Puch recycling to single speed

Puch recycling to single speed

This little Puch recycling to single speed project came about when I was approached by a customer, who has a Giant carbon framed road bike, that he is now using for commuting in the south east. As he is intending using it in all weathers, he decided that this would take too much of a toll on the Giant, which would also require more maintenance, so he called and asked if I had any old frames in the barn that could be converted to a single speed bike – something simple that would be easy to maintain and have less moving parts to worry about. I asked him if he would be happy with a steel frame or if he particularly wanted something lighter. He said steel would be ok as long as it wasn’t too heavy.

After checking through the old bikes I had in stock (there was a pile in the corner that I hadn’t touched in over 12 months since they came in), I found an old green Puch racing bike that was the right size frame, so I dragged it out and had a look. The first thing that hit me was how heavy the thing was – around 18kg I think! Having said that, I noticed that it had the original steel wheels and I reckoned that without these and all of the gear assemblies it would be significantly lighter.

I wasn’t wrong – the wheels were heavy old things which were rusted anyway so only good for the scrapheap, the chainset when removed must have weighed a couple of kilos alone and the steel handlebars were junked in favour of some lighter alloy ones. Once the bike was completely stripped, the frame itself was not particularly heavy and looked in fairly good shape, so after scraping off the decals (apart from the badge on the headstock – I left that one as a nod to it’s heritage and masked it before painting) and rubbing down (fingers are still sore now from doing that!) I finally got to the stage where I could repaint it, as the customer definitely did not want a kermit green bike. I know that he likes dark colours so I chose to paint the frame in Satin Black. I use this stuff a lot as it goes on easy, covers really well and is dry in about half an hour.

I was really pleased with the result of the spray job so set about rebuilding the bike, trying to keep the weight down as much as possible. Nothing much I could do about the frame and forks, so the ancilliaries had to be lightweight. As I have already said, the heavy steel bars were replaced with some lightweight alloy ones, I already had a brand new set of light alloy wheels with sealed bearing hubs that were really free spinning, the old graunchy bottom bracket was changed for a sealed bearing Shimano unit that was also considerable shorter than the original in order to get the chain line as straight as possible, and I also had a 48t single alloy chainring. As the rear wheel was screw-on type, a single freewheel was added (18t) to give the ratio that the customer wanted. The original brake levers and calipers were maintained as they were light alloy, I just changed the brake blocks to some alloy compatible ones.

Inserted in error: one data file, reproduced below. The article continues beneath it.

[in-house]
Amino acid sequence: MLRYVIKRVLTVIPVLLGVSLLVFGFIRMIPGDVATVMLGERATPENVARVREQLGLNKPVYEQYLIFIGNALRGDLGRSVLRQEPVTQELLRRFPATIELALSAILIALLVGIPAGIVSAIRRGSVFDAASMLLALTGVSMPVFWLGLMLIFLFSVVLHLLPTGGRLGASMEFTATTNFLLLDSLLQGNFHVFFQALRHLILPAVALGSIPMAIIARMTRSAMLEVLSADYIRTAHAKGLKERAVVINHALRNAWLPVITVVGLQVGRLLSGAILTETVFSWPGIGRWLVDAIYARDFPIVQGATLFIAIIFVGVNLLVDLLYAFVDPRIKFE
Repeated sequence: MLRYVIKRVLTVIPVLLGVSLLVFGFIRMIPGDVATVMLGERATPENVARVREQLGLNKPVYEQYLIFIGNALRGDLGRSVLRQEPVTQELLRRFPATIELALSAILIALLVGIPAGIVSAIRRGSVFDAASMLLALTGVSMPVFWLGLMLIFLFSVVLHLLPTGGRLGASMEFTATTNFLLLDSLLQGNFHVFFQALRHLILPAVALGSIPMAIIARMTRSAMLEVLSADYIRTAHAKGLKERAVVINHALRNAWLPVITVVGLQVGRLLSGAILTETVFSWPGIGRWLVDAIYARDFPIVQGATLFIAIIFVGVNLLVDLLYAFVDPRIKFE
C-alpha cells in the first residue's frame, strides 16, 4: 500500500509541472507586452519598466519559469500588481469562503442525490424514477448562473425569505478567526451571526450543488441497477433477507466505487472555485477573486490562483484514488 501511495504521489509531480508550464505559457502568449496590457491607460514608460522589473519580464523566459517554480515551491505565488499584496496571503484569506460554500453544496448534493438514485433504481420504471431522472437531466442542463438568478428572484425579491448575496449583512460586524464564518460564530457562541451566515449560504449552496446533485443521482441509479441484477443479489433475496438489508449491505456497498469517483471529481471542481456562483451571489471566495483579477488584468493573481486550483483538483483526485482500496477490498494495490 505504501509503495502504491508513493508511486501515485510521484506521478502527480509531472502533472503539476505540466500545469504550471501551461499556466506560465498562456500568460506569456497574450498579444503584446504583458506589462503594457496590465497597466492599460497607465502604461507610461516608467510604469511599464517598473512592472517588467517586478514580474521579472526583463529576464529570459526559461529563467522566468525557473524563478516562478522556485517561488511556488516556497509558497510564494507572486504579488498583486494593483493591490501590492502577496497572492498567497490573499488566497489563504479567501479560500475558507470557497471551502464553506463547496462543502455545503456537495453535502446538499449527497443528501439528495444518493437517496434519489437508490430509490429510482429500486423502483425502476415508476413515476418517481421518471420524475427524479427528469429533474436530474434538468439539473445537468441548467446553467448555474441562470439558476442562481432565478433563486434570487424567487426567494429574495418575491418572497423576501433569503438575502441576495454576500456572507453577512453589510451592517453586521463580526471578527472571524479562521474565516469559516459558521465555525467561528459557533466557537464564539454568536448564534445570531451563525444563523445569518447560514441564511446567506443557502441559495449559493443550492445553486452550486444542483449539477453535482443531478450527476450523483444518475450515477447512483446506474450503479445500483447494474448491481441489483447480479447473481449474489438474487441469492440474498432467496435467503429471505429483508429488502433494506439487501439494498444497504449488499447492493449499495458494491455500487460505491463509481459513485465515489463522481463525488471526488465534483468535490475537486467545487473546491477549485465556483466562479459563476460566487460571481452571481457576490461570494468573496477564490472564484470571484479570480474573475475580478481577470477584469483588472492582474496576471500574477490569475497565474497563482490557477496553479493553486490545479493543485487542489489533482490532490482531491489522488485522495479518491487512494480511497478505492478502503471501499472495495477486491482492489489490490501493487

Once all of this was assembled on to the frame and lined up (needed one small spacer on the freewheel to straighten the chain line) it all looked pretty good, and a quick test ride proved that it was also pretty nice to ride. When weighed, it came out at a shade over 10kg, which I was quite pleased with, all things considered.The customer said he might change the brakes for some more modern dual pivot units, which although heavier, would give more powerful braking and inspire more confidence. I think he’s going to be pleased with the finished article – he has seen photos and is well impressed with the transformation. I don’t suppose it would be to everyone’s taste, but It is certainly more practical and suitable for his needs, and it also means that the Giant can be kept clean for his long summer rides.

Puch recycling to single speed

More about Chris’s Cycles Bike Shop >

Location distances (check how far we are from you on AA AutoRoute)…..postcode LD8 2SA

Including Powys, Wales, Herefordshire and Shropshire:  Presteigne 4.1 miles;  Knighton 7 miles;  Kington 6.1 miles;  Hay-on-Wye 16.7 miles;  Llandrindod Wells 18.6 miles;  Newtown 37.3 miles;  Craven Arms 21.3 miles;  Ludlow 25 miles;  Leominster 19.4 miles;  Hereford 26.4 miles;  Builth Wells 18.7 miles;  Brecon 32.3 miles;  Tenbury Wells 25.6 miles;  Shrewsbury 42.5 miles;  Bromyard 31.6 miles;  Eardisley 11.1 miles;  Wigmore 16.4 miles;  Kingsland 14.2 miles;  Crossgates 15.4 miles;  Clun 14.3 miles;  Bishop’s Castle 19.9 miles.

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